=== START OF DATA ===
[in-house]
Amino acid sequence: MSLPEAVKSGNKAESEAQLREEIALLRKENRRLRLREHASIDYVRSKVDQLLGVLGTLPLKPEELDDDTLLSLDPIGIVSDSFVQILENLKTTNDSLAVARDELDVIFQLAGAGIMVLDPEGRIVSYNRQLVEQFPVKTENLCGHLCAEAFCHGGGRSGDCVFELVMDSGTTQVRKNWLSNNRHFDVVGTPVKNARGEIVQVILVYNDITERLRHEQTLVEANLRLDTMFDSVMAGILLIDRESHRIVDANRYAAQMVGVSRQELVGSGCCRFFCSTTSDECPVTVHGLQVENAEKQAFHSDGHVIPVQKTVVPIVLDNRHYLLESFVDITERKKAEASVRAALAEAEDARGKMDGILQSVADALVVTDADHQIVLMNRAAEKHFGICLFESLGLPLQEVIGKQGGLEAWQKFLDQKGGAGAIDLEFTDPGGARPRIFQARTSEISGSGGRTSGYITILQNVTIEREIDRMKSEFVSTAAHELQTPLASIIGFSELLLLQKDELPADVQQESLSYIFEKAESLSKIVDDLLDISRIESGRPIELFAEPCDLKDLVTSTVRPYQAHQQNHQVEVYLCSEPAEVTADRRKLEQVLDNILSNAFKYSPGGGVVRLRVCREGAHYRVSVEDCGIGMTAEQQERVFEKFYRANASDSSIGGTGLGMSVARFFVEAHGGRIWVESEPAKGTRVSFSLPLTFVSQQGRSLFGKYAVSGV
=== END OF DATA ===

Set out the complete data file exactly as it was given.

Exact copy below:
[in-house]
Amino acid sequence: MSLPEAVKSGNKAESEAQLREEIALLRKENRRLRLREHASIDYVRSKVDQLLGVLGTLPLKPEELDDDTLLSLDPIGIVSDSFVQILENLKTTNDSLAVARDELDVIFQLAGAGIMVLDPEGRIVSYNRQLVEQFPVKTENLCGHLCAEAFCHGGGRSGDCVFELVMDSGTTQVRKNWLSNNRHFDVVGTPVKNARGEIVQVILVYNDITERLRHEQTLVEANLRLDTMFDSVMAGILLIDRESHRIVDANRYAAQMVGVSRQELVGSGCCRFFCSTTSDECPVTVHGLQVENAEKQAFHSDGHVIPVQKTVVPIVLDNRHYLLESFVDITERKKAEASVRAALAEAEDARGKMDGILQSVADALVVTDADHQIVLMNRAAEKHFGICLFESLGLPLQEVIGKQGGLEAWQKFLDQKGGAGAIDLEFTDPGGARPRIFQARTSEISGSGGRTSGYITILQNVTIEREIDRMKSEFVSTAAHELQTPLASIIGFSELLLLQKDELPADVQQESLSYIFEKAESLSKIVDDLLDISRIESGRPIELFAEPCDLKDLVTSTVRPYQAHQQNHQVEVYLCSEPAEVTADRRKLEQVLDNILSNAFKYSPGGGVVRLRVCREGAHYRVSVEDCGIGMTAEQQERVFEKFYRANASDSSIGGTGLGMSVARFFVEAHGGRIWVESEPAKGTRVSFSLPLTFVSQQGRSLFGKYAVSGV